Que, rêveurs, sans en faire, écoutent les récits,
    Et souhaitent, le soir, devant leur porte assis,
    De s’en aller dans les étoiles!

    Si tu l’avais voulu, peut-être une de nous,

    O jeune homme, eût aimé te servir à genoux
    Dans nos huttes toujours ouvertes;
    Elle eût fait, en berçant ton sommeil de ses chants,
    Pour chasser de ton front les moucherons méchants,

    Un éventail de feuilles vertes.

    Si tu ne reviens pas, songe un peu quelquefois
    Aux filles du désert, sœurs à la douce voix,
    Qui dansent pieds nus sur la dune;
    O beau jeune homme blanc, bel oiseau passager,
    Souviens-toi, car peut-être, ô rapide étranger,
    Ton souvenir reste à plus d’une!
    Hélas! Adieu! bel étranger! Souviens-toi!

    Victor Hugo

    Farewell of the Arabian hostess

    Since nothing can keep you in this happy land,

    neither shade-giving palm nor yellow corn,
    nor repose, nor abundance,
    nor the sight of our sisters’ young breasts trembling
    at your voice as, in a whirling swarm at evening,
    they garland a hillside with their dance.

    Farewell, fair traveller! Ah!
    Why are you not like those
    whose indolent feet venture no further
    than their roofs of branch or canvas!
    Who, musing, listen passively to tales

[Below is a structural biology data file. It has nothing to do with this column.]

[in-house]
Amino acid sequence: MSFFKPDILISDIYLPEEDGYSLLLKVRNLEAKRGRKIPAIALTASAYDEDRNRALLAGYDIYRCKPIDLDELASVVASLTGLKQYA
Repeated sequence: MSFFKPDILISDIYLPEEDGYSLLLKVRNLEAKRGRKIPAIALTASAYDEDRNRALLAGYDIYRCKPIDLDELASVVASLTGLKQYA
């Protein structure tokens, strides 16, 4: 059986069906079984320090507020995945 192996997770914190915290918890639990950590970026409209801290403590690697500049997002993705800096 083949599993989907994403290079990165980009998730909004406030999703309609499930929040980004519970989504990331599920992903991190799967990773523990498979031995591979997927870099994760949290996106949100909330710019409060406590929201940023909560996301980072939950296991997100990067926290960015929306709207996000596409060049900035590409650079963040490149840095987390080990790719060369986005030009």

and dream at evening, sitting before their door,
    of wandering among the stars!

    Had you so wished, perhaps one of us,
    O young man, would fain have served you, kneeling,
    in our ever-open huts;
    lulling you asleep with songs, she would have made,
    to chase the noisome midges from your brow, 

    a fan of green leaves. 

    If you do not return, dream at times
    of the daughters of the desert, sweet-voiced sisters,
    who dance barefoot on the dunes;
    O handsome young white man, fair bird of passage,
    remember – for perhaps, O fleeting stranger,
    more than one maiden will remember you!
    Alas! Farewell, fair stranger! Remember!

    Translation © Richard Stokes, from A French Song Companion (Oxford, 2000) provided courtesy of Oxford Lieder-www.oxfordlieder.co.uk

    • Hannah Shanefield, soprano
  5. Roger Quilter | Now sleeps the crimson petal


    Now sleeps the crimson petal

    Now sleeps the crimson petal, now the white;

    Nor waves the cypress in the palace walk;
    Nor winks the gold fin in the porphyry font:
    The fire-fly wakens: waken thou with me.

    Now folds the lily all her sweetness up,
    And slips into the bosom of the lake:
    So fold thyself, my dearest, thou, and slip
    Into my bosom and be lost in me.

    Alfred Lord Tennyson

    • David Rivera Bozón, tenor